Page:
Andrew Ross (b. 1989, Miami, FL) has exhibited at The Studio Museum in Harlem, Artists Space, The Drawing Center, Greene Naftali, White Columns, and the Center for the Humanitiesat CUNY. He has mounted solo shows at Signal Gallery, American Medium, Clima Gallery (Milan), and False Flag. His work has been reviewed in Artforum, Art in America, Flash Art, Mousse Magazine, and Cultured Magazine, among other publications. His first solo show at False Flag was an Artforum Critic's Pick in 2017. Upcoming exhibitions include a two-person show with Craig Kalpakjian at Kai Matsumiya Fine Art and a solo presentation at Clima Gallery in the fall of 2019.
ANDREW ROSS || Scattered Castle September 28 – November 18, 2019
Archetypal objects and humanoid creatures are born butchered, reassembled, then cast into new scenarios. These dissociated figures mark detachment from an anxious reality, yet remain accessible and rational, engineered and reverse-engineered. Evoking multiple imaginations, allegorical and material forms reflect a fragmented mind grappling with the Information Age.
Each sculpture begins with an open-source, online template. Ross renders these anonymous virtual designs into physical form by carving hundreds of foam components with a self-made CNC machine. The exhibition’s title, Scattered Castle, refers to “scatter art”: large-scale installations organized around specific themes, in which objects appear randomly strewn throughout a space.
In If Elevators Were Never Invented, based on a model found by searching for the phrase “rhinoceros orc,” constituent parts are cut at unexpected angles and refashioned into a landscaped plane. Ross modifies the composition with an eye towards how a person might experience the environment as they walked through it: repurposing an orcish horn as a bridge; adding rectilinear blocks that recall administrative buildings. Decaying limbs loom above the sewing machine of Auto-Didact. Bones protrude from the hovering arms, confusing skin and structure, blurring the distinction between armature and surface.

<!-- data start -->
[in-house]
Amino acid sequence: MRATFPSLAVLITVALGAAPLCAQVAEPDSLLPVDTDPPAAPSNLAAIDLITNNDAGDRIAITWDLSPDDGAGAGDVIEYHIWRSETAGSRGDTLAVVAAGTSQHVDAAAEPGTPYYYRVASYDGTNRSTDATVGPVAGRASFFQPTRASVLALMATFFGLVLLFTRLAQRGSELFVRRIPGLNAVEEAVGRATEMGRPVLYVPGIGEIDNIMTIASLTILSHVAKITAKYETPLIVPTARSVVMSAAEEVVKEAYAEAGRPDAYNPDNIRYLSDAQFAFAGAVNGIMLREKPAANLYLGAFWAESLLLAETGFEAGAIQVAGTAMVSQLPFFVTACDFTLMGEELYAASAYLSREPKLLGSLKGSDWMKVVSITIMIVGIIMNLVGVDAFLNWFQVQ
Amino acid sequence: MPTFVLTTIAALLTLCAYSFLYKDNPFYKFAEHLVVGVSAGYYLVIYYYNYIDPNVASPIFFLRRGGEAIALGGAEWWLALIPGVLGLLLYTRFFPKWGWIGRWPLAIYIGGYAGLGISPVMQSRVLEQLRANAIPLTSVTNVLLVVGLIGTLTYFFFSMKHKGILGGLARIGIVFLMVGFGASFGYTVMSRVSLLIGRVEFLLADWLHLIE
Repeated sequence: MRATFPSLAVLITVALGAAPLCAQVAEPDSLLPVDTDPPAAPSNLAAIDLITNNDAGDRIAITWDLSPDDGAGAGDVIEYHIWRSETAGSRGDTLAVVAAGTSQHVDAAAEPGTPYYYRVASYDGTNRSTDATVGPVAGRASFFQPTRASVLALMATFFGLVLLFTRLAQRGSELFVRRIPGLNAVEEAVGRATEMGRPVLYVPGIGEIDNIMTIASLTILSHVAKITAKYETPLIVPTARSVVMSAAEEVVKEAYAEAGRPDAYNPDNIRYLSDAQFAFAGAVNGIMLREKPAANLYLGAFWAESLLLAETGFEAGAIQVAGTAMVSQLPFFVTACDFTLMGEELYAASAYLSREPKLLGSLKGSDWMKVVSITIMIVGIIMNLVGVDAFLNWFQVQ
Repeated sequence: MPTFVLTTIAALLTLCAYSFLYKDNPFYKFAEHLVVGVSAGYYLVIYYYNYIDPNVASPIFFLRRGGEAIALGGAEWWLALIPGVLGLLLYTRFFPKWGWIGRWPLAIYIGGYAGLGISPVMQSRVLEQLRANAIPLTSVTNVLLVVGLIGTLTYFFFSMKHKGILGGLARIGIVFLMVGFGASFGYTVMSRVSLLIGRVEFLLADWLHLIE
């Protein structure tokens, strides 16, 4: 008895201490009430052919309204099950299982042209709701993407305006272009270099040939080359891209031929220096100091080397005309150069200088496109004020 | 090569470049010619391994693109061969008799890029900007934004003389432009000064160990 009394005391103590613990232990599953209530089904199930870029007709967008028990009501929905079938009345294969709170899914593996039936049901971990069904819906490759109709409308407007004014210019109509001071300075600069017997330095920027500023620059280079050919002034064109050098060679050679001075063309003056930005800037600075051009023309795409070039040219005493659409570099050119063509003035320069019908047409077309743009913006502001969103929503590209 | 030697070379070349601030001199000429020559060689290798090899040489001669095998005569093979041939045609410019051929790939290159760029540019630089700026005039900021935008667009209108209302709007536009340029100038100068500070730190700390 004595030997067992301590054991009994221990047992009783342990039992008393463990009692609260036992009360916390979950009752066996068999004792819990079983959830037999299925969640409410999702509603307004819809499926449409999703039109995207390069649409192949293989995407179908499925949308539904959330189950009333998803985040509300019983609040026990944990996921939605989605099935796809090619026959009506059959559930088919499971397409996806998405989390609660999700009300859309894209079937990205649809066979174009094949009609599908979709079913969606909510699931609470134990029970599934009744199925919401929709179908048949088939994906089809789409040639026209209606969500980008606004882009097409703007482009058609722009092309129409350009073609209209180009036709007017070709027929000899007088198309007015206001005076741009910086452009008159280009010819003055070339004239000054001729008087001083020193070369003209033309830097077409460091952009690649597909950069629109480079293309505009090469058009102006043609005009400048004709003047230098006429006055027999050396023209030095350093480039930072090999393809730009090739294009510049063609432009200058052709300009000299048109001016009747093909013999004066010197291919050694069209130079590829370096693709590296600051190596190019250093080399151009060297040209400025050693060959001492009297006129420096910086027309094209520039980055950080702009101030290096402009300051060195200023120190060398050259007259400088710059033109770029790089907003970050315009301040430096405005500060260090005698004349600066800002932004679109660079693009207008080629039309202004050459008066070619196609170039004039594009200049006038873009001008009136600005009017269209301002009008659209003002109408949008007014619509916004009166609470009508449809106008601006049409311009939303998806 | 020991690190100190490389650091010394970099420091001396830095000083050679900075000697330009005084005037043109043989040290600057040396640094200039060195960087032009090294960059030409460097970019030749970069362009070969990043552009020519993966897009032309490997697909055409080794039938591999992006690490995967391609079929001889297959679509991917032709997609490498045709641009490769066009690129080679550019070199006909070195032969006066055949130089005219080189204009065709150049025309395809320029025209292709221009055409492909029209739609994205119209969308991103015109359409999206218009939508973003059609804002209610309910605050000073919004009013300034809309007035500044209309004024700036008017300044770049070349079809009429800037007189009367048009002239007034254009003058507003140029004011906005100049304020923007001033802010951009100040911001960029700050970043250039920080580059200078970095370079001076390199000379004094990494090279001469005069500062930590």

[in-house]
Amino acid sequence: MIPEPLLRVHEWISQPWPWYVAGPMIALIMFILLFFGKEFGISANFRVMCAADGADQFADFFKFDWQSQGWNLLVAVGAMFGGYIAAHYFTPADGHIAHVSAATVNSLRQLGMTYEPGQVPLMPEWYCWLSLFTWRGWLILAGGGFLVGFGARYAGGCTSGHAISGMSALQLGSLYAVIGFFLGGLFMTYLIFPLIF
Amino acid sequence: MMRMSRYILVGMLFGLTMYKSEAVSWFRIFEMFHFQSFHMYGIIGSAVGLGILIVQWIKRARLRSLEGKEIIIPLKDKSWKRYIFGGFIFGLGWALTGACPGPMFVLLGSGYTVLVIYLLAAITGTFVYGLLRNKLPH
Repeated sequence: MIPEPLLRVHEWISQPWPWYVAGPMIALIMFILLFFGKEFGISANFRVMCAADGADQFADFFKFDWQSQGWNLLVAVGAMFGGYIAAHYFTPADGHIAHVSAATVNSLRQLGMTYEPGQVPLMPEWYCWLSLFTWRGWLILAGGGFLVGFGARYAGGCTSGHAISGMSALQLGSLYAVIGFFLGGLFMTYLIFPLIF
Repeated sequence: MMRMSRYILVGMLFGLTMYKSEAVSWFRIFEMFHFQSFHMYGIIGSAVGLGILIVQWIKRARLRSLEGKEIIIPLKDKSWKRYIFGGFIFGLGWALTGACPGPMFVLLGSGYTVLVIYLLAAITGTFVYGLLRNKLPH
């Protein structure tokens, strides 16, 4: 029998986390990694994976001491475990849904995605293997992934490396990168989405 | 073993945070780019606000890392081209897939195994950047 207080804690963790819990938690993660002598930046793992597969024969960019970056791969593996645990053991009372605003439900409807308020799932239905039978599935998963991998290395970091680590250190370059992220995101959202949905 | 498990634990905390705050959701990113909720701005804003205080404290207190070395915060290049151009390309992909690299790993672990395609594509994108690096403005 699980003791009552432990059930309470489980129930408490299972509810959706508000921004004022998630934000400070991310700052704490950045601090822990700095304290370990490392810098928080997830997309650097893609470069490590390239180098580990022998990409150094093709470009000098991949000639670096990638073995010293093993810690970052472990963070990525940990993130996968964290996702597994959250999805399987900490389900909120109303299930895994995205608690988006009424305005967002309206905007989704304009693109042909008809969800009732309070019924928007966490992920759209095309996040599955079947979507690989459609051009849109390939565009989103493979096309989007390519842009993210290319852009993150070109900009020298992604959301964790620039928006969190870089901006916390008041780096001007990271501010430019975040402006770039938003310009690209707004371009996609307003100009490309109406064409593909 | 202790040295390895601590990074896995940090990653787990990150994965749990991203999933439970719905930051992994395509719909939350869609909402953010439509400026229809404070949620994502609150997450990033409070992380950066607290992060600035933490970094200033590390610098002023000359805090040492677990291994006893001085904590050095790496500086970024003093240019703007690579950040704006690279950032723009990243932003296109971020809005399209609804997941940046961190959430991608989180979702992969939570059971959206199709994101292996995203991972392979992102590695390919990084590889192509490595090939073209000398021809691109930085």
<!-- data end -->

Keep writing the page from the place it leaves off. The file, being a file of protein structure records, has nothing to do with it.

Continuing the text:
Ross’ subjects, suffused with so much predetermined data, are always at work, laboring, building, and becoming what they make. Ross sees a certain comedy in this horror—the labor feels inescapable. References range from Frank Gehry and Edward Hopper, to Fischli and Weiss. While these contingent narratives have endless associations attached to their own designated histories, they remain open to arbitrary interpretation. No one owns these primordial imaginations, these narrative models, these tropes we use to make sense of the confounding present. Uncanny yet familiar, Ross’ Sphinx-like sculptures are both immediate and mysterious, elegant and spontaneous.
Scattered Castle reveals the background conditions embedded and naturalized in our everyday experience. The given becomes contentious. The permanent opens to revision. Rather than insisting upon a conclusion, Ross offers a compelling perspective: illumination of the world around us.
- Alex Bienstock
Scattered Castle is Andrew Ross’ second solo presentation at False Flag. The exhibition will be on view from September 28 through November 18, 2019. An opening reception will be held on Saturday, September 28 at 5pm.